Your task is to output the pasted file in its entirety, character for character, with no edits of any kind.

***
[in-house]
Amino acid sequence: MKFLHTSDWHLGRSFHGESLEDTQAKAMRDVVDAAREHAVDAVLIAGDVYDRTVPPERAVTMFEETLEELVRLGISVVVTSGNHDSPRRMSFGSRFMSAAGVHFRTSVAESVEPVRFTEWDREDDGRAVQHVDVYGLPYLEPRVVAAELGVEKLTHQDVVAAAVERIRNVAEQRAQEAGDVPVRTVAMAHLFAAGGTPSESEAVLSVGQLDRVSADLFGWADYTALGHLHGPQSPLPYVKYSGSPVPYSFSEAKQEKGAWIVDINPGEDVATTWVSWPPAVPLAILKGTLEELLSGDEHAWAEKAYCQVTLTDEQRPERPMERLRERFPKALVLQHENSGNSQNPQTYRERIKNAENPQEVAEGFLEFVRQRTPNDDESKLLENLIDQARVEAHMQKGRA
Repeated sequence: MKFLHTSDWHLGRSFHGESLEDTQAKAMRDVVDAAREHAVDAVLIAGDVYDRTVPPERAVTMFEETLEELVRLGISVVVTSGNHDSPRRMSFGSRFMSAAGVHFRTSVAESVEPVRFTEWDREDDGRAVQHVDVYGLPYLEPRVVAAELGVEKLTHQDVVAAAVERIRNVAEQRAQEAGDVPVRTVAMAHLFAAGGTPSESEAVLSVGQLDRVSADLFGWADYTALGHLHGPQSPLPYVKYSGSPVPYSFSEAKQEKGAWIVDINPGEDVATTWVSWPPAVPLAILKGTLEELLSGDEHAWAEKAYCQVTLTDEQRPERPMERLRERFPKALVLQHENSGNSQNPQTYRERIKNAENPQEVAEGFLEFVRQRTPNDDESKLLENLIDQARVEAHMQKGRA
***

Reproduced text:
[in-house]
Amino acid sequence: MKFLHTSDWHLGRSFHGESLEDTQAKAMRDVVDAAREHAVDAVLIAGDVYDRTVPPERAVTMFEETLEELVRLGISVVVTSGNHDSPRRMSFGSRFMSAAGVHFRTSVAESVEPVRFTEWDREDDGRAVQHVDVYGLPYLEPRVVAAELGVEKLTHQDVVAAAVERIRNVAEQRAQEAGDVPVRTVAMAHLFAAGGTPSESEAVLSVGQLDRVSADLFGWADYTALGHLHGPQSPLPYVKYSGSPVPYSFSEAKQEKGAWIVDINPGEDVATTWVSWPPAVPLAILKGTLEELLSGDEHAWAEKAYCQVTLTDEQRPERPMERLRERFPKALVLQHENSGNSQNPQTYRERIKNAENPQEVAEGFLEFVRQRTPNDDESKLLENLIDQARVEAHMQKGRA
Repeated sequence: MKFLHTSDWHLGRSFHGESLEDTQAKAMRDVVDAAREHAVDAVLIAGDVYDRTVPPERAVTMFEETLEELVRLGISVVVTSGNHDSPRRMSFGSRFMSAAGVHFRTSVAESVEPVRFTEWDREDDGRAVQHVDVYGLPYLEPRVVAAELGVEKLTHQDVVAAAVERIRNVAEQRAQEAGDVPVRTVAMAHLFAAGGTPSESEAVLSVGQLDRVSADLFGWADYTALGHLHGPQSPLPYVKYSGSPVPYSFSEAKQEKGAWIVDINPGEDVATTWVSWPPAVPLAILKGTLEELLSGDEHAWAEKAYCQVTLTDEQRPERPMERLRERFPKALVLQHENSGNSQNPQTYRERIKNAENPQEVAEGFLEFVRQRTPNDDESKLLENLIDQARVEAHMQKGRA